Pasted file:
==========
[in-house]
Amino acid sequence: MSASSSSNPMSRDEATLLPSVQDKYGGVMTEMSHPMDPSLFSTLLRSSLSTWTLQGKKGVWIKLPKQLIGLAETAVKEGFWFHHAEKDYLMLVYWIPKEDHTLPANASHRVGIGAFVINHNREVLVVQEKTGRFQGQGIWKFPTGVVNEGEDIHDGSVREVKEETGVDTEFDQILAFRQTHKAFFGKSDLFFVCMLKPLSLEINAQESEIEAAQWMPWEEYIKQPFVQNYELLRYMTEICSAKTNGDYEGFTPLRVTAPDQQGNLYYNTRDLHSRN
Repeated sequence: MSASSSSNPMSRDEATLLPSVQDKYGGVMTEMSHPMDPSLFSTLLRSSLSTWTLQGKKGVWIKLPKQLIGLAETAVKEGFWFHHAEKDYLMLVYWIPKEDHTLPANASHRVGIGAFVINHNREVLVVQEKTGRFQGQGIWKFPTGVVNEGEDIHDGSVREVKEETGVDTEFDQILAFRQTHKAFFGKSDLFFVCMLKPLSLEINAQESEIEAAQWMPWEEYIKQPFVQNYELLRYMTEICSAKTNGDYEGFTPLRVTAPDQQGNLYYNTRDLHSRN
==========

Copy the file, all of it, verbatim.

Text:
[in-house]
Amino acid sequence: MSASSSSNPMSRDEATLLPSVQDKYGGVMTEMSHPMDPSLFSTLLRSSLSTWTLQGKKGVWIKLPKQLIGLAETAVKEGFWFHHAEKDYLMLVYWIPKEDHTLPANASHRVGIGAFVINHNREVLVVQEKTGRFQGQGIWKFPTGVVNEGEDIHDGSVREVKEETGVDTEFDQILAFRQTHKAFFGKSDLFFVCMLKPLSLEINAQESEIEAAQWMPWEEYIKQPFVQNYELLRYMTEICSAKTNGDYEGFTPLRVTAPDQQGNLYYNTRDLHSRN
Repeated sequence: MSASSSSNPMSRDEATLLPSVQDKYGGVMTEMSHPMDPSLFSTLLRSSLSTWTLQGKKGVWIKLPKQLIGLAETAVKEGFWFHHAEKDYLMLVYWIPKEDHTLPANASHRVGIGAFVINHNREVLVVQEKTGRFQGQGIWKFPTGVVNEGEDIHDGSVREVKEETGVDTEFDQILAFRQTHKAFFGKSDLFFVCMLKPLSLEINAQESEIEAAQWMPWEEYIKQPFVQNYELLRYMTEICSAKTNGDYEGFTPLRVTAPDQQGNLYYNTRDLHSRN